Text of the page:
‘Only Poe’s rivals can exclude her’ | Inquirer News
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‘Only Poe’s rivals can exclude her’

By: - Reporter / @santostinaINQ
/ 05:26 AM January 03, 2016
Grace Poe

Sen. Grace Poe
INQUIRER FILE PHOTO/RAFFY LERMA

Only the rivals of Sen. Grace Poe in the 2016 presidential race can ask the Commission on Elections (Comelec) to remove her name from the ballot, according to a veteran election lawyer.

In a statement, lawyer Romulo Macalintal said on Saturday that those who sought to remove Poe’s name from the ballot had no legal status to do so because they were not candidates for President in next year’s general elections.

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“[They] may have the legal right to file petitions to cancel or deny due course to Sen. Grace Poe’s certificate of candidacy (COC) for President, but they are not the ‘real parties in interest’ who could ask the Commission on Elections to delete her name from the ballot since they are not candidates for President in the 2016 elections,” Macalintal said.

He cited Section 2, Rule 3 of the Rules of Court, which defines a “real party in interest” as one who “stands to be benefited or injured by the judgment in the suit, or the party entitled to the avails of the suit.”

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Macalintal said the rule applied to Comelec cases.

On the other hand, Section 1, Rule 23 of the Comelec Rules allows “any registered voter to file a verified petition to deny due course to or cancel the COC for any elective office.”

“Thus, former Sen. Francisco Tatad, lawyer Estrella Elamparo and Antonio Contreras, as “registered voters,” could file petitions to deny due course to Senator Poe’s COC. However, their legal interest to disqualify Poe is limited to [that]… They have no legal capacity or personality to ask the Comelec to delete Poe’s name from the official list [of candidates] or [from the] official ballot. They do not  ‘stand to benefit or be injured’ by the inclusion or deletion of Poe’s name [from] the ballot since they themselves are not running for President,” he said.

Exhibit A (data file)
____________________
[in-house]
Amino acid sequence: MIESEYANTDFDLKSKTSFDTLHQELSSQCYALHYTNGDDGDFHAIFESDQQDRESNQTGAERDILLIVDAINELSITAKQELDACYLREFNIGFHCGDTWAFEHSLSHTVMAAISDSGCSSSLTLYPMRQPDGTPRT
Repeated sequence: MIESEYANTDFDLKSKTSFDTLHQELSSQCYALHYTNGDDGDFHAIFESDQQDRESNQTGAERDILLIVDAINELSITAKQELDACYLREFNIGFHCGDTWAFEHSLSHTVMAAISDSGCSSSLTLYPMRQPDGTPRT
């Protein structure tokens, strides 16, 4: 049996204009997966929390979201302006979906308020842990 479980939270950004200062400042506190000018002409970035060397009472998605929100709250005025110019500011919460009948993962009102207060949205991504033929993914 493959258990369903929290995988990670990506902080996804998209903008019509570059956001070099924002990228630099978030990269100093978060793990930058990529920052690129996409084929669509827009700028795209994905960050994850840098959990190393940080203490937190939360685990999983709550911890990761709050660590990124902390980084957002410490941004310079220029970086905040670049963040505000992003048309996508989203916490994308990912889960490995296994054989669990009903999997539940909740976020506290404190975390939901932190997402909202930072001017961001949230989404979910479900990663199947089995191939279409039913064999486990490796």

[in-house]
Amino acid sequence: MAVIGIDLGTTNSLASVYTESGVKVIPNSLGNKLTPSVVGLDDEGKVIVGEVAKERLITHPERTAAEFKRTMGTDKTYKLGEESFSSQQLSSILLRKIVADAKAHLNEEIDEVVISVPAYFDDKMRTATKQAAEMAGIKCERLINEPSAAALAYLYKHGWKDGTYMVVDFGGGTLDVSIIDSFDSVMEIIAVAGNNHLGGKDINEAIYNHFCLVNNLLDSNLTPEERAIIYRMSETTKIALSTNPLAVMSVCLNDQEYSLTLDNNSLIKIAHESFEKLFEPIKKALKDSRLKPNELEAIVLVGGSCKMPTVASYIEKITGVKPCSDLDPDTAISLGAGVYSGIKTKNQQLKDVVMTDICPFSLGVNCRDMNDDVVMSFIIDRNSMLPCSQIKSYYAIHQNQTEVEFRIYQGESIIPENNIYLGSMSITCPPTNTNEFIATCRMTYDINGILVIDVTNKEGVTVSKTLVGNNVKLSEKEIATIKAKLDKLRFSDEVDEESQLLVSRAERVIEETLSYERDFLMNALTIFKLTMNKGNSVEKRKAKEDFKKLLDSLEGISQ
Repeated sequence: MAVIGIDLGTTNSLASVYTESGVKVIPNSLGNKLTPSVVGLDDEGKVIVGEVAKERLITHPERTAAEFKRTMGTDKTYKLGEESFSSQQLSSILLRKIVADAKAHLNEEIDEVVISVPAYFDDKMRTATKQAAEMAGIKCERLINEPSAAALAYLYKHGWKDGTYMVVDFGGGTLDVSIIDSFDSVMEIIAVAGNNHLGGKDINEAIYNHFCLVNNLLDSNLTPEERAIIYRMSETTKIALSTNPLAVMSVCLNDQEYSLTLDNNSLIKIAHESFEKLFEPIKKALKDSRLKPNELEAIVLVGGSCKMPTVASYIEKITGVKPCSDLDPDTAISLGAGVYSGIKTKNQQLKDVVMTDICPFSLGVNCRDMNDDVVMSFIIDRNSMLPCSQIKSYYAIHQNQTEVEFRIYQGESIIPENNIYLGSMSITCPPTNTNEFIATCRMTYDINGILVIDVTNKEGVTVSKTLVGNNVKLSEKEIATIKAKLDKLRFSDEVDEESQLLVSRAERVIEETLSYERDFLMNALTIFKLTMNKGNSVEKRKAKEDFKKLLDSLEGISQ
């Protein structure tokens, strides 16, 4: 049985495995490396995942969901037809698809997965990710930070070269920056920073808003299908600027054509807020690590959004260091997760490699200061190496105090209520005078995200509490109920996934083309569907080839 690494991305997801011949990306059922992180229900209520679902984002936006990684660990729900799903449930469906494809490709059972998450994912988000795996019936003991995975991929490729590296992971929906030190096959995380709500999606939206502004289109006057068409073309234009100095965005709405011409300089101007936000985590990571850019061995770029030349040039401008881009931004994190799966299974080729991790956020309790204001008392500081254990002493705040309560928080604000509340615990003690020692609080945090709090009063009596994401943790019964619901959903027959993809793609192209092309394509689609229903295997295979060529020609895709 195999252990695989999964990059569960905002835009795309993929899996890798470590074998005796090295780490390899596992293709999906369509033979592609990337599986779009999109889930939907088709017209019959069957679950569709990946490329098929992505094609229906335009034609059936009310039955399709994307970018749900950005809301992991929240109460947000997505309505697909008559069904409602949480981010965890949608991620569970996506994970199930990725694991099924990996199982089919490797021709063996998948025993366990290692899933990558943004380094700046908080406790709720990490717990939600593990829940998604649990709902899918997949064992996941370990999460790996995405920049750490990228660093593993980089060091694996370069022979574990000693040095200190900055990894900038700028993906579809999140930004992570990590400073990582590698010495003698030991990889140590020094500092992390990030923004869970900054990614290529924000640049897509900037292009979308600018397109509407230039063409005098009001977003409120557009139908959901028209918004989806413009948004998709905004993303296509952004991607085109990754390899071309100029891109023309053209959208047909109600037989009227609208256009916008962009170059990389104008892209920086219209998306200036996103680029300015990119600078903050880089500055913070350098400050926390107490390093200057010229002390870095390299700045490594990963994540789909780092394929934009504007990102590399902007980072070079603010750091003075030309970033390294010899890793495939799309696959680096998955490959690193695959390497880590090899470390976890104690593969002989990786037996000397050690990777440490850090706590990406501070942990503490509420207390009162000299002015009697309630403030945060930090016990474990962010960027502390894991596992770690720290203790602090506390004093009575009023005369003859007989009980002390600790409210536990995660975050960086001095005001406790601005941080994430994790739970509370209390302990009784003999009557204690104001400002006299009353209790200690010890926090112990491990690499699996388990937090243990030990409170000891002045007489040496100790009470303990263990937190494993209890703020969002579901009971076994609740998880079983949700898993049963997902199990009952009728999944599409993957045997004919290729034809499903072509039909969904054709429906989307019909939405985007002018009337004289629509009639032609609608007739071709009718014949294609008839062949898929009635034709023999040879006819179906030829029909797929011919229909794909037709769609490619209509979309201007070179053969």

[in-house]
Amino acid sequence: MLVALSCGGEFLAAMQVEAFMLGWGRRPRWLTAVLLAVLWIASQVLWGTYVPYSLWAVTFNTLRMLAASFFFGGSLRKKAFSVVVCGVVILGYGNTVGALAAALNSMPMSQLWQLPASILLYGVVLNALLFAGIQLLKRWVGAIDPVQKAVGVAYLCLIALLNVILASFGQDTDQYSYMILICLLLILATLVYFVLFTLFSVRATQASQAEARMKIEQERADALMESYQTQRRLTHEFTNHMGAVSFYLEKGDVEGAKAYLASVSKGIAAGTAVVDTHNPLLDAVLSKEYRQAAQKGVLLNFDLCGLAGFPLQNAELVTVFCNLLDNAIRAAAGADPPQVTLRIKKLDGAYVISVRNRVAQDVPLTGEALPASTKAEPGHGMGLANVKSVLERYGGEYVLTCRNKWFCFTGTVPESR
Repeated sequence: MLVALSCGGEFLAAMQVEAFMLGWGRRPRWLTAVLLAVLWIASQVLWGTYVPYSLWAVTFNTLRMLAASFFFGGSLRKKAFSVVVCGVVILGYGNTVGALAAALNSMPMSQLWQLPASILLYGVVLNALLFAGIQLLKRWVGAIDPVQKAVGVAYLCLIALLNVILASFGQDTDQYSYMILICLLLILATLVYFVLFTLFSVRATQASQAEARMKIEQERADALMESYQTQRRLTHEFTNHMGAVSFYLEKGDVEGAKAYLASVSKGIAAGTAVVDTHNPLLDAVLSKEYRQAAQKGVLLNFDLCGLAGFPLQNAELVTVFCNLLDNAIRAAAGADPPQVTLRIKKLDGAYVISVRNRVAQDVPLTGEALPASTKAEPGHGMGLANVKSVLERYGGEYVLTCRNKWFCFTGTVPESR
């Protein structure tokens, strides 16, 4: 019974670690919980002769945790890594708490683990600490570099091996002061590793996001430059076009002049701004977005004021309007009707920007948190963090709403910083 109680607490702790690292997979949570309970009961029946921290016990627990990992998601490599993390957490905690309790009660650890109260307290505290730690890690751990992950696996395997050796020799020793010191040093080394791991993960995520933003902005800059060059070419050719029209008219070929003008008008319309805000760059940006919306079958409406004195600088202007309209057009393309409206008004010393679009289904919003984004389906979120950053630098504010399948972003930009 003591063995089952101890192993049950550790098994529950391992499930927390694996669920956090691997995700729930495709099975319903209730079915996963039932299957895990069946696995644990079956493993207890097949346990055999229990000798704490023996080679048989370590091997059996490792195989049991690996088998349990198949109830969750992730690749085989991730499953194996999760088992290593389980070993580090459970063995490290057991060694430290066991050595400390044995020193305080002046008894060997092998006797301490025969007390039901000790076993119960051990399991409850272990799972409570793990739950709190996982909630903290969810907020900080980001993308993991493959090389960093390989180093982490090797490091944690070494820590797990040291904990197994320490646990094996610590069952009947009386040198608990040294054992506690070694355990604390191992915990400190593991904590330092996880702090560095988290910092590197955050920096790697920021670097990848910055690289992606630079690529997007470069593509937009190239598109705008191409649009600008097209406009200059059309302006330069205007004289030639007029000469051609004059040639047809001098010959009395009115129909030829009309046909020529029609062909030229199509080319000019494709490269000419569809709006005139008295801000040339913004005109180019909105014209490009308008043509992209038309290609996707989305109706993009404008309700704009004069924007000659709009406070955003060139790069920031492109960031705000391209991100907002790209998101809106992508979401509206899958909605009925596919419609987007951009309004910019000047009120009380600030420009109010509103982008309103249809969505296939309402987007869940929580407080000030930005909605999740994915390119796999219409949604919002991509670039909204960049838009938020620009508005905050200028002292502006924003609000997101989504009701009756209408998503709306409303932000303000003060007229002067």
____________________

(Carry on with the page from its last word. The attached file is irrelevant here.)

“Their petitions will be tainted with politics if, at this stage of Poe’s cases, they would ask for the deletion of her name from the ballot, since their legal right is only to seek the cancellation or denial of Poe’s COC, which they had already attained at the Comelec level and waiting final ruling from the Supreme Court on Poe’s appeal,” he added.

Macalintal said the real parties in interest or the people who might be “injured” if Poe’s name was included in the list of candidates or the official ballot were the other candidates who filed COCs for President.

Whether Poe’s name should be deleted from the ballot would be a legal consequence of whatever final decision the Supreme Court would render on Poe’s cases, without Tatad, Elamparo and Contreras asking for it.

Poe has appealed to the Supreme Court the Comelec’s decision to disqualify her from the presidential election on the grounds that she was not a natural-born Filipino and that she did not meet the 10-year residency requirement for presidential candidates.

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The Supreme Court has issued temporary injunctions to stop the Comelec from enforcing the rulings of its two divisions.

Pasig Rep. Roman Romulo, who is running for a seat in the Senate on Poe’s ticket, said on Saturday he was confident the Supreme Court would let the electorate decide the questions of Poe’s citizenship and residency.

House Speaker Feliciano Belmonte Jr. said Poe was already sure of being on the ballot after obtaining injunctions from the Supreme Court.

“After the case is submitted, it should take at least one month, maybe less if they prioritize it, as they should,” Belmonte said in a text message on Saturday.

Camarines Sur Rep. Rolando Andaya Jr. of the Nationalist People’s Coalition said Poe had won half of the battle by ensuring that her name was on the ballot.  With reports from DJ Yap and Gil Cabacungan

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TAGS: Comelec, Elections 2016, Grace Poe, Romulo Macalintal
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